IN A DRY COUNTRY such as Australia, accurate understanding of streamflow generation processes in intermittent rivers is crucial to understand the health of our troubled river system, according to Flinders University Hydrology researcher, Margaret Shanafield. 

“I think especially given the low/no flows and fires this year, we need to understand how catchments produce flow,” Dr Shanafield said.

“Let’s talk about rivers that go dry. We must include non-perennial, temporary, intermittent or ephemeral flows in our conversations about Australia’s waterways.  

“Nonperennial rivers are a major – and growing – part of the global river network. New research and science-based policies are needed to ensure the sustainability of these long-overlooked waterways.”

This argument is explored in the paper What Triggers Streamflow for Intermittent Rivers and Ephemeral Streams in Low‐Gradient Catchments in Mediterranean Climates, by Karina Gutiérrez‐Jurado, Daniel Partington, Okke Batelaan, Peter Cook and Margaret Shanafield, which has been published in Water Resources Research journal. (https://doi.org/10.1029/2019WR025041).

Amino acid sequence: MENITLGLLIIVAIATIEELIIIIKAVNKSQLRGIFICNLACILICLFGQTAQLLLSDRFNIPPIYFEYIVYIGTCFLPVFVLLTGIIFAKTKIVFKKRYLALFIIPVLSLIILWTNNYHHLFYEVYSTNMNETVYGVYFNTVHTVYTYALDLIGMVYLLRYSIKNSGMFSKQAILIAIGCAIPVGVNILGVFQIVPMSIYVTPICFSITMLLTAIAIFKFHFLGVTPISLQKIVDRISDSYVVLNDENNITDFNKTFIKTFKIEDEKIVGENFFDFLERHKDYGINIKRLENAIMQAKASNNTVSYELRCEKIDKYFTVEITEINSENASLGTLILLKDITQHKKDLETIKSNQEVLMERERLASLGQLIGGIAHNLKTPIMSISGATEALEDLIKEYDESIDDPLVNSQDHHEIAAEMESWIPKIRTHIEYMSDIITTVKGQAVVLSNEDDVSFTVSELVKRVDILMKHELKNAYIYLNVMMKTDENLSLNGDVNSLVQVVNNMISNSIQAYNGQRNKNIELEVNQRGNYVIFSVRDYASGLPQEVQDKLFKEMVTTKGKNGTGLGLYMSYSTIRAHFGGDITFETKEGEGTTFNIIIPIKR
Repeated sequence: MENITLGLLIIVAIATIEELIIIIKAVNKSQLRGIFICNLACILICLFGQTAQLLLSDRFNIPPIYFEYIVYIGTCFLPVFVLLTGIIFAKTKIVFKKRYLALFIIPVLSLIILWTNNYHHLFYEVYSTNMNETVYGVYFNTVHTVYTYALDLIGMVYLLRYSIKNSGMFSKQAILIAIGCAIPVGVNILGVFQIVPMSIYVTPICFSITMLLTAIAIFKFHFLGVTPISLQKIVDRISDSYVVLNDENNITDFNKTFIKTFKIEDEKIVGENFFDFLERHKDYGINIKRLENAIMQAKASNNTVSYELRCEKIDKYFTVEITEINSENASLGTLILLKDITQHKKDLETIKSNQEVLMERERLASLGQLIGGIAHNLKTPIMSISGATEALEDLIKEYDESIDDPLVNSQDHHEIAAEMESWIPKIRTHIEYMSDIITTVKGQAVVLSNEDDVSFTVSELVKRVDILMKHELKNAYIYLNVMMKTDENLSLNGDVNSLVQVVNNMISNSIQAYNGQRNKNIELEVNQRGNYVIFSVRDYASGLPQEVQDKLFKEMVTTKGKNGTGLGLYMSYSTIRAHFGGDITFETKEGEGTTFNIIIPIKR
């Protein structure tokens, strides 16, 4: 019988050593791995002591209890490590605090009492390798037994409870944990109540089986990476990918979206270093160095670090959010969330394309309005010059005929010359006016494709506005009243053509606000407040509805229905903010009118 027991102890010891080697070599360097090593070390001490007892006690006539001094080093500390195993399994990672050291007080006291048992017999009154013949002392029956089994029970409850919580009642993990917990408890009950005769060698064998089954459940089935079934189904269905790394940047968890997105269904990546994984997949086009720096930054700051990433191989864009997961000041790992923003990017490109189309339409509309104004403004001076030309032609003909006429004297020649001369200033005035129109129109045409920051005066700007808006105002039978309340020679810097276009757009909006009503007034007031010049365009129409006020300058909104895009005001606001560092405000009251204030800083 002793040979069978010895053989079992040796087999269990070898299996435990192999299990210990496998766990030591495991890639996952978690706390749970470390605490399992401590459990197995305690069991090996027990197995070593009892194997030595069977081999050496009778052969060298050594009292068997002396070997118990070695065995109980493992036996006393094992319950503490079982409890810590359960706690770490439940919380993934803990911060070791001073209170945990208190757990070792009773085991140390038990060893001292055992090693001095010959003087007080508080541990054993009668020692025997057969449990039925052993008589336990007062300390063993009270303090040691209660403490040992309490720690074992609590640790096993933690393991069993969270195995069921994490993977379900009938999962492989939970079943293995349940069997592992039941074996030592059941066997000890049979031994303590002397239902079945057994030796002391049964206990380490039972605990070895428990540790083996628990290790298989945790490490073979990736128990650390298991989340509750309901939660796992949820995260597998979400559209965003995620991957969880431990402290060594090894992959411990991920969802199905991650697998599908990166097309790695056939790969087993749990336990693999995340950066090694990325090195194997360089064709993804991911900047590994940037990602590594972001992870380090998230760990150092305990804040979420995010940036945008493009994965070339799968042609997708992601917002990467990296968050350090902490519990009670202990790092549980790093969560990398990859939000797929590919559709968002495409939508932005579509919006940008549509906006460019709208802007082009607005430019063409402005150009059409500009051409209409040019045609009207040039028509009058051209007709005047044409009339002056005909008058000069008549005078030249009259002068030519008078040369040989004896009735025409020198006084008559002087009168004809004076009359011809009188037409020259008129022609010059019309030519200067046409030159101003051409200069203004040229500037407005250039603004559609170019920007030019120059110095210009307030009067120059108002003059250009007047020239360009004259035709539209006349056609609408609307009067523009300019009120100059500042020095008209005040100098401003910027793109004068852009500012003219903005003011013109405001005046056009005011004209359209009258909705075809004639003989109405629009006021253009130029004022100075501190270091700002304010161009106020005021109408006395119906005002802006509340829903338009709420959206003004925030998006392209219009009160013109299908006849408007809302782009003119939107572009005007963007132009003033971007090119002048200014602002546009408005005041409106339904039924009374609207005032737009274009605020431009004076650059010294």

Dr Shanafield said an increasing number of scientific papers examining various landscape and hydrological features look at river width, length and flow on a global scale.


While Australia has more than one million rivers, over 70 percent are dryland rivers and flow for only part of the year – and typically these aren’t recognised as rivers in large-scale analyses.

Much of the research work that has been done on non-perennial rivers has been focussed on the ecology. Less is known about the hydrology –including streamflow generation and cessation mechanisms – and water balance (the relative roles of evaporation and infiltration) of these waterways. 

“There is little overarching work to link all the case studies together into a broader understanding of river systems,” Dr Shanafield said. “We also don’t clearly understand how the flora, fauna, and hydrology fit together, and how humans impact these systems for the better and worse.